Item description for Popular Religion in Sixteenth-Century England: Holding their Peace (Social History in Perspective) by Christopher Marsh & Jeremy Black...
Overview A lively and accessible study of English religious life during the century of the Reformation. The author explores the involvement of ordinary people within, alongside, and beyond the church. The result is a distinctive interpretation of the Reformation as it was experienced by the English people.
Publishers Description This is a lively and accessible study of English religious life during the century of the Reformation. It draws together a wide range of recent research, and makes extensive use of colourful contemporary evidence. The author explores the involvement of ordinary people within, alongside and beyond the church, covering topics such as liturgical practice, church office, relations with the clergy, festivity, religious fellowships, cheap print, "magical" religion, and dissent. The result is a distinctive interpretation of the Reformation as it was experienced by English people, and the strength, resourcefulness and flexibility of their religion emerges as an important theme.
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Studio: Palgrave Macmillan
Est. Packaging Dimensions: Length: 8.45" Width: 5.4" Height: 0.62" Weight: 0.75 lbs.
Release Date Aug 15, 1998
Publisher Palgrave Macmillan
ISBN 0312210949 ISBN13 9780312210946
Availability 58 units. Availability accurate as of Mar 24, 2017 02:06.
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More About Christopher Marsh & Jeremy Black
Christopher Marsh is Lecturer in History at the Queen's University of Belfast.
Christopher Marsh was born in 1964.
Christopher Marsh has published or released items in the following series...
Reviews - What do customers think about Popular Religion in Sixteenth-Century England: Holding their Peace (Social History in Perspective)?
Not bad, but a bit thin Oct 21, 2003
* Central question: If the late medieval church was effective and largely popular among laity, why and how did they acquiesce in the fact of Protestantism (198)? * Attempts to bridge the historiographic gap between Eamon Duffy's perfectly content Catholic laity in the 1520s and Patrick Collinson's militantly Protestant Puritans in the 1580s-how did this happen? (Main problem with the pro-Catholicism literature is that it cannot explain the ultimate success of Protestantism in late sixteenth century.)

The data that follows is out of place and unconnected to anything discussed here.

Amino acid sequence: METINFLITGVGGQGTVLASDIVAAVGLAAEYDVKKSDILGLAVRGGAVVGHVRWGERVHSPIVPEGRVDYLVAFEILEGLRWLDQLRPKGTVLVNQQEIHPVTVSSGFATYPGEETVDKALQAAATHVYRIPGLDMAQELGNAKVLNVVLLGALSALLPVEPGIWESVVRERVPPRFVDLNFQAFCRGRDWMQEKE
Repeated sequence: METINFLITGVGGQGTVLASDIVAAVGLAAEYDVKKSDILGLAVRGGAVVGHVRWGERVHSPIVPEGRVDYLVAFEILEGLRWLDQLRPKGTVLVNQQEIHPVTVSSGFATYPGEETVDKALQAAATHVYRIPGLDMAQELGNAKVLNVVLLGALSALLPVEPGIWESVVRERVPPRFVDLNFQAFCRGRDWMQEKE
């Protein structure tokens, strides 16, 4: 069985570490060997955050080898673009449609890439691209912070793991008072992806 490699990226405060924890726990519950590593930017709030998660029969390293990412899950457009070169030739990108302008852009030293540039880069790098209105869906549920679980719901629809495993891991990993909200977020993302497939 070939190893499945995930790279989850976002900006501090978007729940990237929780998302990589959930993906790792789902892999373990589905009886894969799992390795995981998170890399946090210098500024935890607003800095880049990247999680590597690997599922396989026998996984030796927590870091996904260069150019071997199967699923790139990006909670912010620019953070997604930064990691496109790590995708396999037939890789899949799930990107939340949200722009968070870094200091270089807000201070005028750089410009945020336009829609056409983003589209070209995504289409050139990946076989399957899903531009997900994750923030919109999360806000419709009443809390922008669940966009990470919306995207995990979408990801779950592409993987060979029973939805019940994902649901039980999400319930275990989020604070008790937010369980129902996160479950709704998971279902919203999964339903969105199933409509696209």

Argument(s): * It was the continuities in transition that allowed laity to make transition without a major problem-especially liturgical continuities. * The communal nature of the Reformation was key (following Blickle): people generally did what their community did and what their priests did (203). * Says (contra Duffy and Scarsbrick) that Protestantism actually did have quite a bit of lay appeal: the Reformation was "unwanted but not wholly unwelcomed." * Conversely, however, Protestantism was not immediately understood or adhered to; laity tended to just add all the elements together-had a mix of Protestantism and Catholicism and saw no dissonance * The laity were always a bit vague about what they believed-as true in 1500 as in 1600. * Ultimately, the Reformation succeeded because it was mostly gentle (although radical elements did exist): "The church of England was to be a nursery in which the masses were gently weaned, not roughly snatched, from popery."
Methodology: * Focus is on laity and popular religion (but doesn't want to make too sharp of a distinction) * Looks at thoughts and practices of three groups: 1) those inside the church; 2) those alongside of the church; 3) those outside the church * Charts a middle path between the extremes of interpretation: on one side is A.G. Dickens, who is blatantly pro-Protestant; on the other side is Duffy, J.J. Scarsbrick, Whiting, and Haigh; says both sides have merit, but Marsh's nonconfessional alignment allows him to take the best of both sides * Openly charts historiography and often references himself within the historiography
Evaluation: * Definitely a well-balanced and informed study-seems more willing to take into account all the different factors * Very helpful historiographic description and awareness * Just seems a bit thin and parasitic; not really breaking any new ground with sources, etc., but merely choosing a new route vis-à-vis the other main scholars in the field